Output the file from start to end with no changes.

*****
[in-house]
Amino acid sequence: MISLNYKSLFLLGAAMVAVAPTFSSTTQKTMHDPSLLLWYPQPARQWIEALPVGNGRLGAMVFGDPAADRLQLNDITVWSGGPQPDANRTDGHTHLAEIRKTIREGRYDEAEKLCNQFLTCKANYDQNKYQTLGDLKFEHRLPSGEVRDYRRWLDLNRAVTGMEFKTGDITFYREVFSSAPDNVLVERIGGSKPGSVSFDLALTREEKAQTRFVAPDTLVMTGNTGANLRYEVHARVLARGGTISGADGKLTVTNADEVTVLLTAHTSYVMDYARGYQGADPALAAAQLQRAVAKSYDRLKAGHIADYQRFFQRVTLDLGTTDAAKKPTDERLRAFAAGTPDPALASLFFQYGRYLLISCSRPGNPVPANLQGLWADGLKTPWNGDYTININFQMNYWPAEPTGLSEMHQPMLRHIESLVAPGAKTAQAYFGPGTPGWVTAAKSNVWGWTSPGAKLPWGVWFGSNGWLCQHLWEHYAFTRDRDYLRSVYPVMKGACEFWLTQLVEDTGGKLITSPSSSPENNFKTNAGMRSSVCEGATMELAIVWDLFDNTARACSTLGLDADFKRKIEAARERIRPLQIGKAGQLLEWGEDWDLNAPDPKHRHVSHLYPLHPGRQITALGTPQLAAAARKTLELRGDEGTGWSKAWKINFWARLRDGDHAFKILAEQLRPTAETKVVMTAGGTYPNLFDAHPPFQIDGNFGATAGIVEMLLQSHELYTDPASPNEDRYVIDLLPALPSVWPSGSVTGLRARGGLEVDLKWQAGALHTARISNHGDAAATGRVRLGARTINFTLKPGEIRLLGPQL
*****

[in-house]
Amino acid sequence: MISLNYKSLFLLGAAMVAVAPTFSSTTQKTMHDPSLLLWYPQPARQWIEALPVGNGRLGAMVFGDPAADRLQLNDITVWSGGPQPDANRTDGHTHLAEIRKTIREGRYDEAEKLCNQFLTCKANYDQNKYQTLGDLKFEHRLPSGEVRDYRRWLDLNRAVTGMEFKTGDITFYREVFSSAPDNVLVERIGGSKPGSVSFDLALTREEKAQTRFVAPDTLVMTGNTGANLRYEVHARVLARGGTISGADGKLTVTNADEVTVLLTAHTSYVMDYARGYQGADPALAAAQLQRAVAKSYDRLKAGHIADYQRFFQRVTLDLGTTDAAKKPTDERLRAFAAGTPDPALASLFFQYGRYLLISCSRPGNPVPANLQGLWADGLKTPWNGDYTININFQMNYWPAEPTGLSEMHQPMLRHIESLVAPGAKTAQAYFGPGTPGWVTAAKSNVWGWTSPGAKLPWGVWFGSNGWLCQHLWEHYAFTRDRDYLRSVYPVMKGACEFWLTQLVEDTGGKLITSPSSSPENNFKTNAGMRSSVCEGATMELAIVWDLFDNTARACSTLGLDADFKRKIEAARERIRPLQIGKAGQLLEWGEDWDLNAPDPKHRHVSHLYPLHPGRQITALGTPQLAAAARKTLELRGDEGTGWSKAWKINFWARLRDGDHAFKILAEQLRPTAETKVVMTAGGTYPNLFDAHPPFQIDGNFGATAGIVEMLLQSHELYTDPASPNEDRYVIDLLPALPSVWPSGSVTGLRARGGLEVDLKWQAGALHTARISNHGDAAATGRVRLGARTINFTLKPGEIRLLGPQL